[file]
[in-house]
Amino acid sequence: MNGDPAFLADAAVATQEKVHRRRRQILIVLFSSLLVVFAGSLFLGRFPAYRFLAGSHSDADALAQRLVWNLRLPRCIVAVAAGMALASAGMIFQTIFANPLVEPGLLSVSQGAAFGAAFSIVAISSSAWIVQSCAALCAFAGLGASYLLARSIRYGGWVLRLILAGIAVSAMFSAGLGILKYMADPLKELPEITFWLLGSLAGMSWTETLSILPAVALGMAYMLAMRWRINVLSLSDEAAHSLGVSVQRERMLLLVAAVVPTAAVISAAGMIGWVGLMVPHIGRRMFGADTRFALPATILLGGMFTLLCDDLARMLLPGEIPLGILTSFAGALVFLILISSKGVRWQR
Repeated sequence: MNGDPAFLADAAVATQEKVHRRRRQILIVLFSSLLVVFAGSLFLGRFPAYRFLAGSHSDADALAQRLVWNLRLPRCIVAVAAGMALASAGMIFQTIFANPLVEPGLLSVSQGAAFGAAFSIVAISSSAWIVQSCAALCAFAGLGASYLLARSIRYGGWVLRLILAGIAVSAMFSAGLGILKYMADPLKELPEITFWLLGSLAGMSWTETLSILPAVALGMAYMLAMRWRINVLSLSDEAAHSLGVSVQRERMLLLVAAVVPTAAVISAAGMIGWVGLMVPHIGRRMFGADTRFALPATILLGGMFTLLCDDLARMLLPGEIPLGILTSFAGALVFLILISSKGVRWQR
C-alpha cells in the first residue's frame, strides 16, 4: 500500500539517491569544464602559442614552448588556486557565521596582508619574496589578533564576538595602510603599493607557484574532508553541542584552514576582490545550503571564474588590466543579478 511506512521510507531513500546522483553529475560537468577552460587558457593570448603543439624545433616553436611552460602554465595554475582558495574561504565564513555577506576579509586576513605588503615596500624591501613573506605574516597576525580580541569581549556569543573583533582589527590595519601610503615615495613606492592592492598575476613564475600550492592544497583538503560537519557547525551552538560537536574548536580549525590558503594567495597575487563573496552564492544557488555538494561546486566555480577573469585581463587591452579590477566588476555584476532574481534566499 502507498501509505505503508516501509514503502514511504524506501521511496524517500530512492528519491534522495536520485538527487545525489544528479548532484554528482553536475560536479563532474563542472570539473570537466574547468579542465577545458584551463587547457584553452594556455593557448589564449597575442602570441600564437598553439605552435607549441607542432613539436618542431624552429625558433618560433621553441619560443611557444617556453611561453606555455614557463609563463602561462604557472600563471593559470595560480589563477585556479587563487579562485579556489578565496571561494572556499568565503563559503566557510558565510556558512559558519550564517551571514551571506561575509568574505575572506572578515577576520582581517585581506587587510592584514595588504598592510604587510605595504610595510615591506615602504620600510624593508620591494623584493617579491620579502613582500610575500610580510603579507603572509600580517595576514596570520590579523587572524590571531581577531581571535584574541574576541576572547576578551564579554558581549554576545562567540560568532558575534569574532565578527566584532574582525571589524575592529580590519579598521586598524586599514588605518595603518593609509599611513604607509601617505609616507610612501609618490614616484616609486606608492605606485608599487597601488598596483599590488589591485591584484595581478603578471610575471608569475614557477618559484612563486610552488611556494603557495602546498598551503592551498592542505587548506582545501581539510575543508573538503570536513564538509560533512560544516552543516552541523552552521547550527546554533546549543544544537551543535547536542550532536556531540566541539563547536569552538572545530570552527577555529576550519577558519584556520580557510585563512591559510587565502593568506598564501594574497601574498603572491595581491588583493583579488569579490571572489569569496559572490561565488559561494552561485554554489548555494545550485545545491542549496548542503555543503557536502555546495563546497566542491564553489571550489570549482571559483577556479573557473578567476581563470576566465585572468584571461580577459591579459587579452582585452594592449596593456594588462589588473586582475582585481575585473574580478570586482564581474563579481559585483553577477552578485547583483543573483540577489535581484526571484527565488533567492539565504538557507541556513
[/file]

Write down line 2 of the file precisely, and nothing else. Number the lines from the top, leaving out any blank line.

Amino acid sequence: MNGDPAFLADAAVATQEKVHRRRRQILIVLFSSLLVVFAGSLFLGRFPAYRFLAGSHSDADALAQRLVWNLRLPRCIVAVAAGMALASAGMIFQTIFANPLVEPGLLSVSQGAAFGAAFSIVAISSSAWIVQSCAALCAFAGLGASYLLARSIRYGGWVLRLILAGIAVSAMFSAGLGILKYMADPLKELPEITFWLLGSLAGMSWTETLSILPAVALGMAYMLAMRWRINVLSLSDEAAHSLGVSVQRERMLLLVAAVVPTAAVISAAGMIGWVGLMVPHIGRRMFGADTRFALPATILLGGMFTLLCDDLARMLLPGEIPLGILTSFAGALVFLILISSKGVRWQR